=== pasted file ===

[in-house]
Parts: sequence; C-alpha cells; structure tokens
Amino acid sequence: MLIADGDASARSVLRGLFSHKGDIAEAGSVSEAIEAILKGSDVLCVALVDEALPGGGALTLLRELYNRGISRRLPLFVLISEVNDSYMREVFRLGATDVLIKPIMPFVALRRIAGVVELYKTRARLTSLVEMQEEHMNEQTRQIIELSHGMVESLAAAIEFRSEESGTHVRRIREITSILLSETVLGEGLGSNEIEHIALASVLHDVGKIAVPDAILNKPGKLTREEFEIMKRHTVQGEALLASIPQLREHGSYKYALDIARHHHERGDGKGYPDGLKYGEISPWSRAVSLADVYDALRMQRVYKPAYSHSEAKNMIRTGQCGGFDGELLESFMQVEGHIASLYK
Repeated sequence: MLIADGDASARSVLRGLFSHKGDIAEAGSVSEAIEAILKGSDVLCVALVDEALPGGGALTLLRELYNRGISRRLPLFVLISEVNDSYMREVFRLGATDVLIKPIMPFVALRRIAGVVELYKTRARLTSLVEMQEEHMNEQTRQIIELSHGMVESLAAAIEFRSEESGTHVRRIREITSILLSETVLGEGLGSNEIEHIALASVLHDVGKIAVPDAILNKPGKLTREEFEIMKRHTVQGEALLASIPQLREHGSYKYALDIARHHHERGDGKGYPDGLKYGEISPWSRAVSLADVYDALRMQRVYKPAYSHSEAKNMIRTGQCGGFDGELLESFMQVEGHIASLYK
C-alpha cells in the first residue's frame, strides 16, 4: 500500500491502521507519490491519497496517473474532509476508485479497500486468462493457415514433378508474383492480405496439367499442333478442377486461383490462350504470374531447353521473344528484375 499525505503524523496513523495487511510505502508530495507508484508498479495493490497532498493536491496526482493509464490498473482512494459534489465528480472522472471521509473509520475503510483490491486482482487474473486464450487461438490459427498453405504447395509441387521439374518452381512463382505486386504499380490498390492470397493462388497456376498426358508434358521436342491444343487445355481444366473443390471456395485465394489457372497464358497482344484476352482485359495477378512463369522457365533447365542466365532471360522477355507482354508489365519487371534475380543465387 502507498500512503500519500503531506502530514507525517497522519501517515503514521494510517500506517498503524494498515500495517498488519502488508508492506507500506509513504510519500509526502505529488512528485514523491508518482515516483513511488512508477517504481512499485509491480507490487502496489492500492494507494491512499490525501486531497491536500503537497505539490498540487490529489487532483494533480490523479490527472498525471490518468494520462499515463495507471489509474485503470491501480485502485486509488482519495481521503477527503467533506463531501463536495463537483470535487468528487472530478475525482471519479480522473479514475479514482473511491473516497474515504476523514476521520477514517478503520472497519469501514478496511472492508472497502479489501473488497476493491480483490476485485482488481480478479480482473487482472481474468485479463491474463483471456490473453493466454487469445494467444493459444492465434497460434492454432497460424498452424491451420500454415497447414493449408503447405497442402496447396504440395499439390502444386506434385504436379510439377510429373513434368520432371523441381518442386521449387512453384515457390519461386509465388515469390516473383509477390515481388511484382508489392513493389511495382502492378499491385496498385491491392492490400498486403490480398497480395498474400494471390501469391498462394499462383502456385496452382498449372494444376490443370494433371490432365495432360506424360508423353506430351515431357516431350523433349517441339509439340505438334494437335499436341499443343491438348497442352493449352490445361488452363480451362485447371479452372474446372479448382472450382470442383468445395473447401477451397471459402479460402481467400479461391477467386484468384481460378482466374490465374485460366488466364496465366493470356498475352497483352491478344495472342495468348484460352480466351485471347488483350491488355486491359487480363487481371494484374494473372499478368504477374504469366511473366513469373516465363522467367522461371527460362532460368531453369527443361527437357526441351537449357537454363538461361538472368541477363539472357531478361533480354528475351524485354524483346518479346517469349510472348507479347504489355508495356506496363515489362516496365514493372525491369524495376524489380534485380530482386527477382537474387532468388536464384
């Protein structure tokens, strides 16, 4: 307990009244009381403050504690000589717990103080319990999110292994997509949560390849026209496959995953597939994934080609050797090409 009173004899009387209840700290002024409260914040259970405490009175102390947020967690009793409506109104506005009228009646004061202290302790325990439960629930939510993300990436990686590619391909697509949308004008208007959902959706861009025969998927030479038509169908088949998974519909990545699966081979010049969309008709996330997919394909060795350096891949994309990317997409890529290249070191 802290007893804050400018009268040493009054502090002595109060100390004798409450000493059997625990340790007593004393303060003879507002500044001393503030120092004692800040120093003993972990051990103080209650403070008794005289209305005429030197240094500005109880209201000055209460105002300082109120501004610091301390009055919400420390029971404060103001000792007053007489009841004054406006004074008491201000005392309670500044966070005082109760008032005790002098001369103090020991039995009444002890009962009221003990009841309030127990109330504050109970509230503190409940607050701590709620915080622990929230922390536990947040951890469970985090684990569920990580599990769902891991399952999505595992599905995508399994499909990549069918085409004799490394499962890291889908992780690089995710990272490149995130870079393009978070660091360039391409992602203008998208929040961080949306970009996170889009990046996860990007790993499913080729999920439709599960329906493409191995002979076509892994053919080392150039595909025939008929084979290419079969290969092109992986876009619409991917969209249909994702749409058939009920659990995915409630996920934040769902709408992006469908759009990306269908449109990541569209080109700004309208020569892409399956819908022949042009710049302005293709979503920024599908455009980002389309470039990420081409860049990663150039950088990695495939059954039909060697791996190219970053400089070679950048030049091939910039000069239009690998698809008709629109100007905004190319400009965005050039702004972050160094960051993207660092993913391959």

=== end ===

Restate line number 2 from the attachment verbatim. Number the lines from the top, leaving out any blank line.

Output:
Parts: sequence; C-alpha cells; structure tokens